Head First: November 2006

Sunday, November 26, 2006


If you overate as I did this weekend, then join me in cheerfully accepting the rebuke of the Clive:

"He that but looketh on a plate of ham and eggs to lust after it hath already committed breakfast with it in his heart."


Tuesday, November 14, 2006

Church screws the least of these...again.

According to Britain's Daily Mail,

The Church of England has broken with tradition dogma by calling for doctors to be allowed to let sick newborn babies die.

Christians have long argued that life should preserved at all costs - but a bishop representing the national church has now sparked controversy by arguing that there are occasions when it is compassionate to leave a severely disabled child to die.

And the Bishop of Southwark, Tom Butler, who is the vice chair of the Church of England's Mission and Public Affairs Council, has also argued that the high financial cost of keeping desperately ill babies alive should be a factor in life or death decisions."

I guess this isn't surprising, coming from the church that owes it's existence to the adultery of a king. I'm way uneasy about putting a decision like that in the hands of humans.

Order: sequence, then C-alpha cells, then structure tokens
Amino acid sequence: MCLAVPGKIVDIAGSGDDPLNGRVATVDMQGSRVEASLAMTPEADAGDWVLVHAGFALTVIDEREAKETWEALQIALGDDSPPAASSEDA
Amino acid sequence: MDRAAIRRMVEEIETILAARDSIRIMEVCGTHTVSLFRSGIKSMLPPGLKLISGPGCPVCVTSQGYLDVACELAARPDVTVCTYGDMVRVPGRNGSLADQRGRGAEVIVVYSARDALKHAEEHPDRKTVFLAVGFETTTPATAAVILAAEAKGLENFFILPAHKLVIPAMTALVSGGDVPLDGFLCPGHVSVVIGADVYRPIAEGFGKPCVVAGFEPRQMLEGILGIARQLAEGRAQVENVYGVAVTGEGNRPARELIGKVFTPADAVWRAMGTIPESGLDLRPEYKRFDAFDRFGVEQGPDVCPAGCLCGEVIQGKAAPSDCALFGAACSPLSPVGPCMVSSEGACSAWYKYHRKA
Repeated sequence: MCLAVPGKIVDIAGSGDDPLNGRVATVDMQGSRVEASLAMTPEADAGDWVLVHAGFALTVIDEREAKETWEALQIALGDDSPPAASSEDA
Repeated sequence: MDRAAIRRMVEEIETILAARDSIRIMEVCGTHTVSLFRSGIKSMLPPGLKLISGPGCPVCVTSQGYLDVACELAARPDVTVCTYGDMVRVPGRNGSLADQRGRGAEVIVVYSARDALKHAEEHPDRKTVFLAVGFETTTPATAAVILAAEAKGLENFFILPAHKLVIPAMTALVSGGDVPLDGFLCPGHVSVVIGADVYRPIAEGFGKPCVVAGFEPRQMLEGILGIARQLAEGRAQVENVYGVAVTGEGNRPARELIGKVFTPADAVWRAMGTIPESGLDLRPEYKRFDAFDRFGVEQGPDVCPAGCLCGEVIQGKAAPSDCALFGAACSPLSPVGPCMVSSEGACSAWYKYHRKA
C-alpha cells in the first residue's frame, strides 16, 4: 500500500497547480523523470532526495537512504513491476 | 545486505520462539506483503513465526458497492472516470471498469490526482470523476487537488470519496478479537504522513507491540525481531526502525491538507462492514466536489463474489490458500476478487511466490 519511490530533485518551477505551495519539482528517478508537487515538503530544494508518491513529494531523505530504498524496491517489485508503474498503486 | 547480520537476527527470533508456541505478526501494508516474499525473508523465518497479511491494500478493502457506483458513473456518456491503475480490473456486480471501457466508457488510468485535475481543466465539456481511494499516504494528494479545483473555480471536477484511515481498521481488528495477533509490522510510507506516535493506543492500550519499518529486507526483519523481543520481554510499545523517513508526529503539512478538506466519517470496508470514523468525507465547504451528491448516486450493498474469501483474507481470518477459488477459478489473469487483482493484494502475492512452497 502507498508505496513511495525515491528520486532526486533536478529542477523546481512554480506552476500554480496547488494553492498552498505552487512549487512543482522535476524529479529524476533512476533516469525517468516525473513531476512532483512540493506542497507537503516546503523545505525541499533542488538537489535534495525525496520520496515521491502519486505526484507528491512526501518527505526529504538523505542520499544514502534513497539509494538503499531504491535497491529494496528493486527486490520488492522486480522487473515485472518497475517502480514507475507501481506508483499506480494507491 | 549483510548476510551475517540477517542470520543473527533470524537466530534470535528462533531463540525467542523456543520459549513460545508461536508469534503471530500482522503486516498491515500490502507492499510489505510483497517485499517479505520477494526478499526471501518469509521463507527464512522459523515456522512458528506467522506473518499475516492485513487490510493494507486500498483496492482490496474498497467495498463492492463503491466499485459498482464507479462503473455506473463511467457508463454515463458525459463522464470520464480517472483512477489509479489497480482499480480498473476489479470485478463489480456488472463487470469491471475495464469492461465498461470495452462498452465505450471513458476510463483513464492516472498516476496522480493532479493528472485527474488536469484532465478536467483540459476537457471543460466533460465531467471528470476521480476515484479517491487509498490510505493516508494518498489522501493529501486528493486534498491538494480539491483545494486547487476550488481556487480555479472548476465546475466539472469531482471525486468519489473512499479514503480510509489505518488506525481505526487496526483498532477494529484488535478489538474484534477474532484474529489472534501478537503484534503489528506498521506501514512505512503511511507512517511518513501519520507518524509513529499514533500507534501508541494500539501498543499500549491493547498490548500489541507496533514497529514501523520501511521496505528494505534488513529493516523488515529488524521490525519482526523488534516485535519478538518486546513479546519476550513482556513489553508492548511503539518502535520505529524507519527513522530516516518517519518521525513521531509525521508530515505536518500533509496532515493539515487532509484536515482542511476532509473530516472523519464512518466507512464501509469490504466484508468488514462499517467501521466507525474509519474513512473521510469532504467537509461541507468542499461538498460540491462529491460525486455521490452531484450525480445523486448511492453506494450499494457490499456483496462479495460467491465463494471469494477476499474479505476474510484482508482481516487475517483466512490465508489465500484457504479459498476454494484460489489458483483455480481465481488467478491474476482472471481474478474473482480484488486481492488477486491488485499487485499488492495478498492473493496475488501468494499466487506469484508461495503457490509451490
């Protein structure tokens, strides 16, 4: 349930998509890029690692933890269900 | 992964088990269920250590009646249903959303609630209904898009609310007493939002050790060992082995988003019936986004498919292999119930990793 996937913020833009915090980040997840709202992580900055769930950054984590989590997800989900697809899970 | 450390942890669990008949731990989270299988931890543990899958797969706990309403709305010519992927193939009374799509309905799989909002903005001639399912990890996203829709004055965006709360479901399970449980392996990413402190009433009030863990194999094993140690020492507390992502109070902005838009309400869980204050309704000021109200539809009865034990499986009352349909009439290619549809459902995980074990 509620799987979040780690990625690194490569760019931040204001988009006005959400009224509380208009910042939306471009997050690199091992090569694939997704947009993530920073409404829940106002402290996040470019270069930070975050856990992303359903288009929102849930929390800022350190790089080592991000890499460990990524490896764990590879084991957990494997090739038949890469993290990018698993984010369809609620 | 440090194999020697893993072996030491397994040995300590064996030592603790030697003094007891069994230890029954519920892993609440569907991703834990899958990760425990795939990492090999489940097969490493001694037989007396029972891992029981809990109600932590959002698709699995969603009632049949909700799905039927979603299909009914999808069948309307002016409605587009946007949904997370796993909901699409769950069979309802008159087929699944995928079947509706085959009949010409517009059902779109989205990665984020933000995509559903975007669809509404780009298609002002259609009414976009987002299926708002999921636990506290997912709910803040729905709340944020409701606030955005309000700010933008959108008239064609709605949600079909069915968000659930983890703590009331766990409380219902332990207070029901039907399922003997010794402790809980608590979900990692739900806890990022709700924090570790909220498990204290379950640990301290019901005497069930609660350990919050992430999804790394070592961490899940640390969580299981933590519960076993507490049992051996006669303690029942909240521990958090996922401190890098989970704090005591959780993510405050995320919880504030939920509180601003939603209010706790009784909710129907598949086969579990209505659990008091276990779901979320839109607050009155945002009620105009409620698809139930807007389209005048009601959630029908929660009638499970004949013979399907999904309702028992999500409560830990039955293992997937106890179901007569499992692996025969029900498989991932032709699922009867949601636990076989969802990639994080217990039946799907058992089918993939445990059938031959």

Friday, November 10, 2006

My take on the whole Ted Haggard thing...

We are all liars and deceivers. Every single one of us.

Wednesday, November 08, 2006

It was political PMS.

Sorry about that last post. It was written in the haste of frustration and not altogether thought out. Mere mention of the Supreme Court would have brought my logic to its knees. I hope I'm allowed one intellectual lapse. I still hate politics.

Anyway, gredaadt posted this speech from Illinios Senator Barack Obama. The more I hear from this guy, the more hopeful I am that the left and the right can someday come to a reasonable working relationship.

It's a long post, but read it. It makes a lot of sense.

Monday, November 06, 2006

Did I mention that I hate politics?

I will be so freaking happy when this election is over. Mark my words, it doesn't matter who gets elected. No politician (or group of politicians) is going to solve this country's problems. The priority of a Republican politician is exactly the same as that of a Democratic politician-- getting into (and remaining in) a position of power. Ideologically, I haven't heard a sensible proposal from any quarter, so it really doesn't matter to me who wins tomorrow (except that Democrats always seem to raise my taxes, even though I'm nowhere near the top 2 percent). Personally, I'm hoping that the President will feel free to ask for Donald Rumsfeld's resignation after tomorrow, but that's neither here nor there.

I really don't want to seem fatalistic about it, but I can't even imagine a solution to the extreme political division in America. We can argue all day about how we became so polarized, but the question is how do we find common ground again? I'm pretty sure tomorrow's not going to offer a solution.